Using the formula above we can generate a point for
a given `t`

value like this.

```
function getPointOnBezierCurve(points, offset, t) {
const invT = (1 - t);
return v2.add(v2.mult(points[offset + 0], invT * invT * invT),
v2.mult(points[offset + 1], 3 * t * invT * invT),
v2.mult(points[offset + 2], 3 * invT * t * t),
v2.mult(points[offset + 3], t * t *t));
}
```

And we can generate a set of points for the curve like this

```
function getPointsOnBezierCurve(points, offset, numPoints) {
const points = [];
for (let i = 0; i < numPoints; ++i) {
const t = i / (numPoints - 1);
points.push(getPointOnBezierCurve(points, offset, t));
}
return points;
}
```

Note: `v2.mult`

and `v2.add`

are small JavaScript functions I included
to help do math with points.

In the diagram above you can choose a number of points. If the curve is sharp you'd want more points. If the curve is nearly a straight line though you'd probably want less points. One solution is to check how curvy a curve is. If it's too curvy then split it into 2 curves.

The splitting part turns out to be easy. If we look at the various
levels of interpolation again, the points `P1`

, `Q1`

, `R1`

, RED make one
curve and the points RED, `R2`

, `Q3`

, `P4`

make the other for any value of t.
In other words we can split the curve anywhere and get 2 curves
that match the original.

The second part is deciding if a curve needs to be split or not. Looking around the net I found this function that for a given curve decides how flat it is.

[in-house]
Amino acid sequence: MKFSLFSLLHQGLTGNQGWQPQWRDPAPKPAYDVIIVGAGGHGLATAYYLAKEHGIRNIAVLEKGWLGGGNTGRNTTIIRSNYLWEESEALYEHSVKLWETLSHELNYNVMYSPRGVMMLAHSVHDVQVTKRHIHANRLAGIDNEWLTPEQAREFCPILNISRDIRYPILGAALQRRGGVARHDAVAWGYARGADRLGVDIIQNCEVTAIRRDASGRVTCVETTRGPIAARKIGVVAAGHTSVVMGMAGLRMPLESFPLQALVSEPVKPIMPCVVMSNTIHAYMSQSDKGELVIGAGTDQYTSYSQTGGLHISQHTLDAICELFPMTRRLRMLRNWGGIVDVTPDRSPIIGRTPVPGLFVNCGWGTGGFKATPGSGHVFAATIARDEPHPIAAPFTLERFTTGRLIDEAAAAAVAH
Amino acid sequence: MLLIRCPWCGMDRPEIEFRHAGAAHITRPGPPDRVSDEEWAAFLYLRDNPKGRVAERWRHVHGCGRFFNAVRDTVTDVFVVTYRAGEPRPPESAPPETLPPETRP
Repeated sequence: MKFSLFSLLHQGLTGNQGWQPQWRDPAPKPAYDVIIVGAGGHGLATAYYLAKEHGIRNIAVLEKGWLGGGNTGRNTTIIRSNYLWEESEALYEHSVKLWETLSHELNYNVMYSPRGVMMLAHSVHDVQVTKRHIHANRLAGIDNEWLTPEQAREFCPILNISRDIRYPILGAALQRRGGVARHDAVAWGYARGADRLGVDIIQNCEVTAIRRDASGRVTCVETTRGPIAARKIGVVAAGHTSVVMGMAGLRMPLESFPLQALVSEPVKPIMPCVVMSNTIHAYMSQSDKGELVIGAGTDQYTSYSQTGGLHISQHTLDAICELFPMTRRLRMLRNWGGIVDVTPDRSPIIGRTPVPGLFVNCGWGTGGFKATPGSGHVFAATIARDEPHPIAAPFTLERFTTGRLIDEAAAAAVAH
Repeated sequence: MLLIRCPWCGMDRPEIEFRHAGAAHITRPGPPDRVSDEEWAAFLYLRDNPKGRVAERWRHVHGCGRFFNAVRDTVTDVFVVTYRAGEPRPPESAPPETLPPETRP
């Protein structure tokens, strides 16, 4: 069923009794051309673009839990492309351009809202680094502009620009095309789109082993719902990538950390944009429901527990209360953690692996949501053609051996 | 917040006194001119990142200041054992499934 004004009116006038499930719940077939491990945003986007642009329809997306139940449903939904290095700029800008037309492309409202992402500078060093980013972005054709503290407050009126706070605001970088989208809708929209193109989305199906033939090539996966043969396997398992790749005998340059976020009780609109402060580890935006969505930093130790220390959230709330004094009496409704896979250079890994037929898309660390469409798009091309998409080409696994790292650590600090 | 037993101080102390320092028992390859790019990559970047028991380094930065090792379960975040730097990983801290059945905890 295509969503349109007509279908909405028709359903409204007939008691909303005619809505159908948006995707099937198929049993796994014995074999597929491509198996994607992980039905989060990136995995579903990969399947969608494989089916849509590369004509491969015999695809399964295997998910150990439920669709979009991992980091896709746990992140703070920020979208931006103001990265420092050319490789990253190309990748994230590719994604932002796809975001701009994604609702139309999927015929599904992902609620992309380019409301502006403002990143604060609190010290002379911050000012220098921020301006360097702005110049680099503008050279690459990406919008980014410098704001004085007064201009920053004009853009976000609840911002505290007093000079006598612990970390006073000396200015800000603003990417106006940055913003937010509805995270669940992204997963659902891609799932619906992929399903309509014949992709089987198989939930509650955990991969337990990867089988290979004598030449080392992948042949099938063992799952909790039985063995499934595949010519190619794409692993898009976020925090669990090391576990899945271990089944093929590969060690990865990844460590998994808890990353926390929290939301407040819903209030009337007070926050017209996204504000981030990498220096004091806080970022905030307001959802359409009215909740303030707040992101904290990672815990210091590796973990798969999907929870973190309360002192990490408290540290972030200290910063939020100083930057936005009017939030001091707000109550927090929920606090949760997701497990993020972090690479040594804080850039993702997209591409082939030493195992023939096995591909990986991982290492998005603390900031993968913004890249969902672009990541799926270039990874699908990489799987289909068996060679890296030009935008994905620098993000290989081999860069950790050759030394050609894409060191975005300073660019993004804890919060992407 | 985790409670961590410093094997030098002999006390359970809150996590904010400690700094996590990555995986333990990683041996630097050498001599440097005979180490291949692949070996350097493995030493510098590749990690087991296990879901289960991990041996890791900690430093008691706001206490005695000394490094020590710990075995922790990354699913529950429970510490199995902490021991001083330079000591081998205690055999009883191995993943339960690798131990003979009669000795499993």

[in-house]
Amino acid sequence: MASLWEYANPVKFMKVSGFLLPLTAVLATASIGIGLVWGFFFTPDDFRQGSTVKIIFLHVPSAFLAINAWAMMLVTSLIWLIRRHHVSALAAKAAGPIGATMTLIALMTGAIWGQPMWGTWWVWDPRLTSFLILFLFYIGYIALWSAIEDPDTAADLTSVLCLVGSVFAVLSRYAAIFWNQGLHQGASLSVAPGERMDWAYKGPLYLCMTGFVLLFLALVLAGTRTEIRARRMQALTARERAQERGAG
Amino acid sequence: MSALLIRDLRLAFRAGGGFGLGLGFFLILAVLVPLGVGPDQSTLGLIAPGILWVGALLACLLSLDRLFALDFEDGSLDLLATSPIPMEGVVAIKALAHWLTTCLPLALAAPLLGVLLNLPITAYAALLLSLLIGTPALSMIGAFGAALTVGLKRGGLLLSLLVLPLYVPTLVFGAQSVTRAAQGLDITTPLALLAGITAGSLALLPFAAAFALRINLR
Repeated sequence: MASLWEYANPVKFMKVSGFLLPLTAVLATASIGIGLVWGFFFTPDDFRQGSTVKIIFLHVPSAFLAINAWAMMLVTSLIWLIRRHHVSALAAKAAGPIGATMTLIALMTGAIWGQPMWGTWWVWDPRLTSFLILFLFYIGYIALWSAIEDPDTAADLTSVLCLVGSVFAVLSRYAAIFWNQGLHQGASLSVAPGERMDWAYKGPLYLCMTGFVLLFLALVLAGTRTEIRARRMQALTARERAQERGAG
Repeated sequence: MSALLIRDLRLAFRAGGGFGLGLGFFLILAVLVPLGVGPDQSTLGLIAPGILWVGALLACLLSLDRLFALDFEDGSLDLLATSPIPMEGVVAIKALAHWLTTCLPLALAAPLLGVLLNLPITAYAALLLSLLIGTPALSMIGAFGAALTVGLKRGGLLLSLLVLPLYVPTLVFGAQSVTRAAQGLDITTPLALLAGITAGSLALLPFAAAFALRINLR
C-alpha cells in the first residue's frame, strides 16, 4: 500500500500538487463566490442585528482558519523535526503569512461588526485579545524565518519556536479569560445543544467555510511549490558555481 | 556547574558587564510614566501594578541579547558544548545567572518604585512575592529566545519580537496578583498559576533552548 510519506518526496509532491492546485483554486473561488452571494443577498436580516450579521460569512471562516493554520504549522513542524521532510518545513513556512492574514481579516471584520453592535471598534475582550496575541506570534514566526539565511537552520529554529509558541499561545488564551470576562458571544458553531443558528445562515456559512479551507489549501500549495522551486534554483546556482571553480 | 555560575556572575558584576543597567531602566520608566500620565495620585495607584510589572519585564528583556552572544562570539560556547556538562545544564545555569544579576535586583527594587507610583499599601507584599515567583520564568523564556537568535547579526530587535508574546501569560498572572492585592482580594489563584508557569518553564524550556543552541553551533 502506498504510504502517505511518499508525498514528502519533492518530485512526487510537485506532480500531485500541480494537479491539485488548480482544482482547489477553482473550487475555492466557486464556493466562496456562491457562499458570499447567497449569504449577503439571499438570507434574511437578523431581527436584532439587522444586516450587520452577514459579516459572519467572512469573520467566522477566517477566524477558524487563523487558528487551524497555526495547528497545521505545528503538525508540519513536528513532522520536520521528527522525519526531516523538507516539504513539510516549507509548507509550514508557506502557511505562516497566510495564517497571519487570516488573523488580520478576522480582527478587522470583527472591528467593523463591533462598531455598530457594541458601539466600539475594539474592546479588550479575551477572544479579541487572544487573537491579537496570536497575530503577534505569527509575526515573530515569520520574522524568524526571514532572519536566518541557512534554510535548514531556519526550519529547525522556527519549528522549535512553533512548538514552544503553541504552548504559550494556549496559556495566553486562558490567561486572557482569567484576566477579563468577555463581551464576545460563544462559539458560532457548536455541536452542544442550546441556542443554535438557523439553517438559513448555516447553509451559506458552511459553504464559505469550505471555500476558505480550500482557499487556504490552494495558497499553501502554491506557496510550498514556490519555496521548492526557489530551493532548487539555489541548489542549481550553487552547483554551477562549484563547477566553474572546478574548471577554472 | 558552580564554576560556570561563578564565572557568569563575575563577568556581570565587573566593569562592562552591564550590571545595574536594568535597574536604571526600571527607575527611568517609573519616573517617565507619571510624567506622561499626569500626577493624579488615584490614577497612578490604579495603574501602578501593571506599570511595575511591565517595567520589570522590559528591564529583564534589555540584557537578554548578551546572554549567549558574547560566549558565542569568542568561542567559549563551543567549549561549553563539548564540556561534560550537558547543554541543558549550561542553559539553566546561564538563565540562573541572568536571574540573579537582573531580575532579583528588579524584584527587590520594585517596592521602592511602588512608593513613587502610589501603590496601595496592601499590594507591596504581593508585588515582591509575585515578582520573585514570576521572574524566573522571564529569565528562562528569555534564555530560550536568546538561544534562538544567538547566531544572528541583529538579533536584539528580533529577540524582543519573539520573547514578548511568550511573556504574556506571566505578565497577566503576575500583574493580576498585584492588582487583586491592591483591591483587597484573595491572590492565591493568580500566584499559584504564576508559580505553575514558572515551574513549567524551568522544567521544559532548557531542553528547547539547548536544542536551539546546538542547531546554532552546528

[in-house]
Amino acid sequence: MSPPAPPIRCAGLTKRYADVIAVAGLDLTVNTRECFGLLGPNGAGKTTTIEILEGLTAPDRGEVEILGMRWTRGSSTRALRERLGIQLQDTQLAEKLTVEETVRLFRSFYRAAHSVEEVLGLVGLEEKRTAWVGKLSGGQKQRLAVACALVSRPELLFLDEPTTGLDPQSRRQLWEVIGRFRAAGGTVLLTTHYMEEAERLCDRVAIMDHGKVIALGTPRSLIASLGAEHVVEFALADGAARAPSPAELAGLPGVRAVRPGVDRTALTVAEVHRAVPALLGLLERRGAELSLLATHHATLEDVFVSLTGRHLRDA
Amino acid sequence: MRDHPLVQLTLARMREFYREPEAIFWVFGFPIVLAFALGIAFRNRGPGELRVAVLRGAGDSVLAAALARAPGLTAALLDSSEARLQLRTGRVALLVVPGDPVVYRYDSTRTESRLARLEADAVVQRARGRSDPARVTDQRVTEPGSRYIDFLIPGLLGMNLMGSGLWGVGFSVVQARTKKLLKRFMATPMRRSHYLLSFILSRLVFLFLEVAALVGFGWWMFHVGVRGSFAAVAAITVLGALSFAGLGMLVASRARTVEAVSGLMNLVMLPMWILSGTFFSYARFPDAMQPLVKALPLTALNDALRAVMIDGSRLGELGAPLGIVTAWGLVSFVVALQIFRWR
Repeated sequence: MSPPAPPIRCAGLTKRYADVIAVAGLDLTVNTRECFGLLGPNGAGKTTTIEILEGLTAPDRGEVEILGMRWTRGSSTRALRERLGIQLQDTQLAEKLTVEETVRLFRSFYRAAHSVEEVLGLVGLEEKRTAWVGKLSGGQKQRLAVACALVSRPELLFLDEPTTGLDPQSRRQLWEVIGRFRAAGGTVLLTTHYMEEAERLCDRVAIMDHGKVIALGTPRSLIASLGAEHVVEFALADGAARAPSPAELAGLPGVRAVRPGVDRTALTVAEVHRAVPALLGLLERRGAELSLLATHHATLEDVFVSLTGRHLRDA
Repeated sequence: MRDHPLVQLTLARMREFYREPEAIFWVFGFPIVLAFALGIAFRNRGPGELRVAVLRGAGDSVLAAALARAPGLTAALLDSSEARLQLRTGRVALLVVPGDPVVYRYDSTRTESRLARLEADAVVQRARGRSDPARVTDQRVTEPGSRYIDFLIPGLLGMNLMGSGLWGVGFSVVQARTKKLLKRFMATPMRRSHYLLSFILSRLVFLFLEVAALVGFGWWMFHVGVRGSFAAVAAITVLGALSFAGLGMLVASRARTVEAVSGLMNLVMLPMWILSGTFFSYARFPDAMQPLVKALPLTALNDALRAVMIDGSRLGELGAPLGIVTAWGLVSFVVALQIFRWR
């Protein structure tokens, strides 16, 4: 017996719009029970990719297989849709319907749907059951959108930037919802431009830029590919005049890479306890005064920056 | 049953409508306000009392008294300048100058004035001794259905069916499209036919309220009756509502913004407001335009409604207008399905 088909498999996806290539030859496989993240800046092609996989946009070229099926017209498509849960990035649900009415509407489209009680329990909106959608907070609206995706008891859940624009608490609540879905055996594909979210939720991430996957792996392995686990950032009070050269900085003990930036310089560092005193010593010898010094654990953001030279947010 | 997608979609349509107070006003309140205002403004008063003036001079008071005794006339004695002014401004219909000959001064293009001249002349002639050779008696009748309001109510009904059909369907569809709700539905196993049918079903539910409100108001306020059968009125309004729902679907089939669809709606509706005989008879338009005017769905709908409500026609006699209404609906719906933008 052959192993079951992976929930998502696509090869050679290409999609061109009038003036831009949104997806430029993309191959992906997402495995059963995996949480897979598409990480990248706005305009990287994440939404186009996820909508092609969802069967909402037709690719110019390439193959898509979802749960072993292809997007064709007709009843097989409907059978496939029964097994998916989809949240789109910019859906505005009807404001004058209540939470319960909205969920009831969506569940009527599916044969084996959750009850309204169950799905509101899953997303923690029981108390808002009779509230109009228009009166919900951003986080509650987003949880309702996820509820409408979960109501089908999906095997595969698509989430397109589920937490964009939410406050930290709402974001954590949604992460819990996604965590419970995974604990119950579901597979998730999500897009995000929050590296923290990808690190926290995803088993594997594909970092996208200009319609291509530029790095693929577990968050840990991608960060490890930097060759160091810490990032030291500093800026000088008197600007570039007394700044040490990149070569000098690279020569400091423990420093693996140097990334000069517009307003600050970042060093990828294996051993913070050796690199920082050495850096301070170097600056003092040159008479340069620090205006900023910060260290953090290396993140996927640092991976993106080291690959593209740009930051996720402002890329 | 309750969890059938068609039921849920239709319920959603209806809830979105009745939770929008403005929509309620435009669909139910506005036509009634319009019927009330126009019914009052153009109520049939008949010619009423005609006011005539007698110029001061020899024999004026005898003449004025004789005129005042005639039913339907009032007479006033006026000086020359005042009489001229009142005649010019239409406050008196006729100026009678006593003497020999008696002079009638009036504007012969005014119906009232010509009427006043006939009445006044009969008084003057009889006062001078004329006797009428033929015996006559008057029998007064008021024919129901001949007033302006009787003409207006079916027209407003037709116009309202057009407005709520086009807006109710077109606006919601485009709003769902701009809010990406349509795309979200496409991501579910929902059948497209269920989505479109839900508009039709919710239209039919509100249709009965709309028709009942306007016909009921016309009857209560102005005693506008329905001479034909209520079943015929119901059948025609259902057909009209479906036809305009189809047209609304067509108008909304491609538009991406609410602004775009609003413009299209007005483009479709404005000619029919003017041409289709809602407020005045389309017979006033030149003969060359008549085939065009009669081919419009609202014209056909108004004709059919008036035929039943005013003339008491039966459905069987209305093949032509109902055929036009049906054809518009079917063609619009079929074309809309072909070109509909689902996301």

```
function flatness(points, offset) {
const p1 = points[offset + 0];
const p2 = points[offset + 1];
const p3 = points[offset + 2];
const p4 = points[offset + 3];
let ux = 3 * p2[0] - 2 * p1[0] - p4[0]; ux *= ux;
let uy = 3 * p2[1] - 2 * p1[1] - p4[1]; uy *= uy;
let vx = 3 * p3[0] - 2 * p4[0] - p1[0]; vx *= vx;
let vy = 3 * p3[1] - 2 * p4[1] - p1[1]; vy *= vy;
if(ux < vx) {
ux = vx;
}
if(uy < vy) {
uy = vy;
}
return ux + uy;
}
```

We can use that in our function that gets points for a curve. First we'll check if the cuvry is too curvy. If so we'll subdivide, if not we'll add the points in.

```
function getPointsOnBezierCurveWithSplitting(points, offset, tolerance, newPoints) {
const outPoints = newPoints || [];
if (flatness(points, offset) < tolerance) {
// just add the end points of this curve
outPoints.push(points[offset + 0]);
outPoints.push(points[offset + 3]);
} else {
// subdivide
const t = .5;
const p1 = points[offset + 0];
const p2 = points[offset + 1];
const p3 = points[offset + 2];
const p4 = points[offset + 3];
const q1 = v2.lerp(p1, p2, t);
const q2 = v2.lerp(p2, p3, t);
const q3 = v2.lerp(p3, p4, t);
const r1 = v2.lerp(q1, q2, t);
const r2 = v2.lerp(q2, q3, t);
const red = v2.lerp(r1, r2, t);
// do 1st half
getPointsOnBezierCurveWithSplitting([p1, q1, r1, red], 0, tolerance, outPoints);
// do 2nd half
getPointsOnBezierCurveWithSplitting([red, r2, q3, p4], 0, tolerance, outPoints);
}
return outPoints;
}
```

This algorithm does a good job of making sure we have enough points but it doesn't do such a great job of getting rid of unneeded points.

For that we turn to the Ramer Douglas Peucker algorithm I found on the net.

In that algorithm we take a list of points. We find the furthest point from the line formed by the 2 end points. Then we check if that point is further away from the line than some distance. If it's less than than that distance we just keep the 2 end points and discard the rest Otherwise we run the algorithm again, once with the points from the start to the furthest point and again from the furthest point to the end point.

```
function simplifyPoints(points, start, end, epsilon, newPoints) {
const outPoints = newPoints || [];
// find the most distance point from the endpoints
const s = points[start];
const e = points[end - 1];
let maxDistSq = 0;
let maxNdx = 1;
for (let i = start + 1; i < end - 1; ++i) {